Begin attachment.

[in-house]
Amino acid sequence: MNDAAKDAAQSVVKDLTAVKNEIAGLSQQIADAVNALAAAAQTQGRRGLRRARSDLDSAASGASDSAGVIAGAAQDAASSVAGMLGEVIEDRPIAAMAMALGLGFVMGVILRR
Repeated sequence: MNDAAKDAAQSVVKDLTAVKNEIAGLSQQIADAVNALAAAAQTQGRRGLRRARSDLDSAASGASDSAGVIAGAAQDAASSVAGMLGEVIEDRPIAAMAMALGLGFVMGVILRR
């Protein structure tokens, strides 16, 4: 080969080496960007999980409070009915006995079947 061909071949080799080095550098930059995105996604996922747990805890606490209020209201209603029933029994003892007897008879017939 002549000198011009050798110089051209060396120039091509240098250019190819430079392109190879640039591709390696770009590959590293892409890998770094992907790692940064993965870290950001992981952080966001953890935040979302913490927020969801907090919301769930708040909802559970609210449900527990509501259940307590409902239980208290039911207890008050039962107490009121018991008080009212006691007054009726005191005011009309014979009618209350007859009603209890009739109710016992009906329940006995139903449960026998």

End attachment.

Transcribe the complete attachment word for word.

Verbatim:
[in-house]
Amino acid sequence: MNDAAKDAAQSVVKDLTAVKNEIAGLSQQIADAVNALAAAAQTQGRRGLRRARSDLDSAASGASDSAGVIAGAAQDAASSVAGMLGEVIEDRPIAAMAMALGLGFVMGVILRR
Repeated sequence: MNDAAKDAAQSVVKDLTAVKNEIAGLSQQIADAVNALAAAAQTQGRRGLRRARSDLDSAASGASDSAGVIAGAAQDAASSVAGMLGEVIEDRPIAAMAMALGLGFVMGVILRR
């Protein structure tokens, strides 16, 4: 080969080496960007999980409070009915006995079947 061909071949080799080095550098930059995105996604996922747990805890606490209020209201209603029933029994003892007897008879017939 002549000198011009050798110089051209060396120039091509240098250019190819430079392109190879640039591709390696770009590959590293892409890998770094992907790692940064993965870290950001992981952080966001953890935040979302913490927020969801907090919301769930708040909802559970609210449900527990509501259940307590409902239980208290039911207890008050039962107490009121018991008080009212006691007054009726005191005011009309014979009618209350007859009603209890009739109710016992009906329940006995139903449960026998």